CAP Announces Review of Non-Broadcast Media Food Advertising Rules
The Committees of Advertising Practice has announced that they will be examining the progress of the high fat, salt and sugar (HFSS) advertising rules brought in 2017 for non-broadcast media and their impact on children, as well as calling for evidence around the regulation food advertising on children’s TV.
The non-broadcast media rules ban HFSS food adverts on children’s websites or those targeted on social media. They also restrict such adverts in other media where children make up more than 25% of the audience. The restrictions aim is to ensure that poor nutritional habits are not encouraged nor appeal inappropriately to younger children.
In a press release announing the review, it said: “CAP considers that it is important to provide up-to-date analysis of the latest evidence in this area. It sister body, the Advertising Standards Authority, is also currently undertaking the first dedicated analysis of children’s exposure to TV ads for HFSS products since 2010 and it will publish the results in the summer.”
The review of HFSS restrictions on non-broadcast media will begin on 1 July 2018, and will evaluate the effectiveness of the new restrictions in delivering protections that reflect the reality of children’s multi-media lives. Findings will be published in the autumn, and may include additional steps that CAP consider necessary in order to achieve the rules’ objectives.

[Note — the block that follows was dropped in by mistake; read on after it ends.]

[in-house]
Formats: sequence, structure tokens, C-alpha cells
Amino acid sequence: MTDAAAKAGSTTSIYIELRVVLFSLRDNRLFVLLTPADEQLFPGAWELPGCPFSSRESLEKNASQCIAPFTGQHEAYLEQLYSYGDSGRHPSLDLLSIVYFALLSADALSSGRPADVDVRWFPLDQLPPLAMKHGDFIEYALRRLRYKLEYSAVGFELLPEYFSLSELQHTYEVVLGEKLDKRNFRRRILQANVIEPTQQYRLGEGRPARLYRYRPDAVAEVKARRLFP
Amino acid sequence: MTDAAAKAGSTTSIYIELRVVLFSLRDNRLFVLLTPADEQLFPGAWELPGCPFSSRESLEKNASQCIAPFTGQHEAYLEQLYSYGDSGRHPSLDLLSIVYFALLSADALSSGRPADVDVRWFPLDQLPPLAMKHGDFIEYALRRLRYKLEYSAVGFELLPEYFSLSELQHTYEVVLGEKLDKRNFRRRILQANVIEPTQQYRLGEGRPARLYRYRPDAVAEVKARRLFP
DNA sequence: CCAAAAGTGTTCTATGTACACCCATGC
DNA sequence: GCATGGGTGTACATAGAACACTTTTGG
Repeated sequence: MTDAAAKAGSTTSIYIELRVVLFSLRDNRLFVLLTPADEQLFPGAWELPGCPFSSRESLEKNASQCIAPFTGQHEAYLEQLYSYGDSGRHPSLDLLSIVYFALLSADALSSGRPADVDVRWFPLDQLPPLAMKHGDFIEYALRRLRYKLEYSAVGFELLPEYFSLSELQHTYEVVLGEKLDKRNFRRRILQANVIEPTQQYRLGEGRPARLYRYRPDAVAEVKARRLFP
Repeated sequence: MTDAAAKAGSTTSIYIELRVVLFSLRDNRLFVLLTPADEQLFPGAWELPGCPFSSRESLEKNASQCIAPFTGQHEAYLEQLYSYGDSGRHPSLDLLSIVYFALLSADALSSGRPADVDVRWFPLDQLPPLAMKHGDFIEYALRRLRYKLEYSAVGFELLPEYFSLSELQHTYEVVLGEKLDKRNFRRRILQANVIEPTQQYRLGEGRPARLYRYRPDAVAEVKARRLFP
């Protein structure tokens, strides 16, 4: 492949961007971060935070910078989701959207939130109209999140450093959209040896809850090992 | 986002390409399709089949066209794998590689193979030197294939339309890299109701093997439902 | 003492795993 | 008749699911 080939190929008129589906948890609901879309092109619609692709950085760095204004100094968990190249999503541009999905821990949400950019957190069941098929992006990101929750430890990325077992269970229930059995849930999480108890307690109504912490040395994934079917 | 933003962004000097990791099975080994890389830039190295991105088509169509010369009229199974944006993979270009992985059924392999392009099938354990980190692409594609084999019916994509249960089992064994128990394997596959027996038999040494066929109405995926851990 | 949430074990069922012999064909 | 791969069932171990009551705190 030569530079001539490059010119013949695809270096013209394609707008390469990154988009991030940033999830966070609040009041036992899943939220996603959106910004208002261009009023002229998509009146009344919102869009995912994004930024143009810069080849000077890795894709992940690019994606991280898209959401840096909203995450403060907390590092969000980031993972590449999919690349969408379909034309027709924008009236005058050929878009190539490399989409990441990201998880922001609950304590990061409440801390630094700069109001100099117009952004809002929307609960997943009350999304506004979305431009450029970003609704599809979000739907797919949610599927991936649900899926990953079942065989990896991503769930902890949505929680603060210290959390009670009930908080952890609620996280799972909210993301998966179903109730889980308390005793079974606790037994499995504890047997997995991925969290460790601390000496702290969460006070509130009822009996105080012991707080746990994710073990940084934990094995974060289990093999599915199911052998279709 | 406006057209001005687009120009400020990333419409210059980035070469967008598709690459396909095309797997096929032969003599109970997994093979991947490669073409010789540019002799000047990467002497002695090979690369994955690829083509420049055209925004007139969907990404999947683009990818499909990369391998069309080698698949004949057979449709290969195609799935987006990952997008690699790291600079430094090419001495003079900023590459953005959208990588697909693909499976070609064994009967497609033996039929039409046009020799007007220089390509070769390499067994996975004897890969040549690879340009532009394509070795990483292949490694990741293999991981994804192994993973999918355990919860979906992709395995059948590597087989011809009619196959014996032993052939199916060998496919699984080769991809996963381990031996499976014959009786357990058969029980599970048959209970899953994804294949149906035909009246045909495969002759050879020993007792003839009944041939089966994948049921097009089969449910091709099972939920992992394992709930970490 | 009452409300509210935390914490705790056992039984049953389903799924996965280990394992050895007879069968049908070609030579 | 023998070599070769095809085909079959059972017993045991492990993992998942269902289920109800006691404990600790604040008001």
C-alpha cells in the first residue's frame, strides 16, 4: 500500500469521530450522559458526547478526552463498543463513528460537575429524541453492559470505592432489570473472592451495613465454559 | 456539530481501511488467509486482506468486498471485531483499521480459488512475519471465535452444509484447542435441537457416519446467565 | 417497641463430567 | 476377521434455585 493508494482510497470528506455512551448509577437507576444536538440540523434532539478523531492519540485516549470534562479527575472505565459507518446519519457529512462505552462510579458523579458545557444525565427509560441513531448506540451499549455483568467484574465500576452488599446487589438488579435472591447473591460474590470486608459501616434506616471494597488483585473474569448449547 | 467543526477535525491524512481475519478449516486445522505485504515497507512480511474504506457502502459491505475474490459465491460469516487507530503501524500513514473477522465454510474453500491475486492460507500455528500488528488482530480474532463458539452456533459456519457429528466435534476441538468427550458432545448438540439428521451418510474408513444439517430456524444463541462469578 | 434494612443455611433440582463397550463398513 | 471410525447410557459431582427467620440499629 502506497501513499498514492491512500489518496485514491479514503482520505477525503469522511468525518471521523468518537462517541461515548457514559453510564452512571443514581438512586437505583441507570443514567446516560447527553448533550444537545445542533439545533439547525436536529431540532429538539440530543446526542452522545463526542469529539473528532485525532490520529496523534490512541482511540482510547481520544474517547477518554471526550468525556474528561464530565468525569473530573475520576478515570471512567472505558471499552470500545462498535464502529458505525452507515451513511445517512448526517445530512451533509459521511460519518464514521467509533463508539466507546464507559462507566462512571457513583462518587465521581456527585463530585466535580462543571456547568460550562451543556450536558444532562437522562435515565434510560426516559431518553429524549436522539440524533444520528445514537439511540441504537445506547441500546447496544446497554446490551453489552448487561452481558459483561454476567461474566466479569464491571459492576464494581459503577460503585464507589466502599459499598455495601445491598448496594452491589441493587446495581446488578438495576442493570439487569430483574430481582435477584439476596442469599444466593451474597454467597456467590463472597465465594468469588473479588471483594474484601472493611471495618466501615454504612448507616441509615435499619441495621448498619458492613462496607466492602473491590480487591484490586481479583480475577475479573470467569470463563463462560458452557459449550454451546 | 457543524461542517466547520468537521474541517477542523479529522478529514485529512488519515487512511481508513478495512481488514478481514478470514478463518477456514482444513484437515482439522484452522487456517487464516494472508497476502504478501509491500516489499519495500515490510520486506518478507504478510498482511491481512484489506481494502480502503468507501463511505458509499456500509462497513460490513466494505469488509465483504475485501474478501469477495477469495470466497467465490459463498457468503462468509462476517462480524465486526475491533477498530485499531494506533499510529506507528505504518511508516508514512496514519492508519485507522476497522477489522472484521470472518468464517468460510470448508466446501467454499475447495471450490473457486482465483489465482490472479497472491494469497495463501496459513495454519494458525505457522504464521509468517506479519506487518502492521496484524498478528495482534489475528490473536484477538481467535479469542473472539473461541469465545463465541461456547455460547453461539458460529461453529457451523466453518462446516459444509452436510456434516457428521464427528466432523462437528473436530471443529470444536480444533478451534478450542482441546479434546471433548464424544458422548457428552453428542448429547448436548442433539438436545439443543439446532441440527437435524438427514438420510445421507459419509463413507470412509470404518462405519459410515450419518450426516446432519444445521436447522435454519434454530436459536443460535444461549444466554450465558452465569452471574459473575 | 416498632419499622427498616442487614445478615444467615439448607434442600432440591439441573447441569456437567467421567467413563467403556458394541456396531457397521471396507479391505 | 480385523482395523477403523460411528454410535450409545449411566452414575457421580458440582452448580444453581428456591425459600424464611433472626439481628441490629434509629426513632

The call for evidence on TV advertising closes on 16 May 2018. CAP will evaluate the latest evidence and publish its analysis in the autumn.
Announcing the initiatives, Director of the Committees, Shahriar Coupal said: “These two initiatives signal our clear commitment to make sure the rules continue to protect children and achieve our aim of reducing children’s exposure to ads for less healthy food and soft drinks. The causes of childhood obesity are multiple and complex, with advertising playing a limited role, but it’s crucial we review the latest evidence to sense check the rules are working and respond where evidence shows they need to change. It’s important our rules reflect and remain fit for children’s multi-media lives.”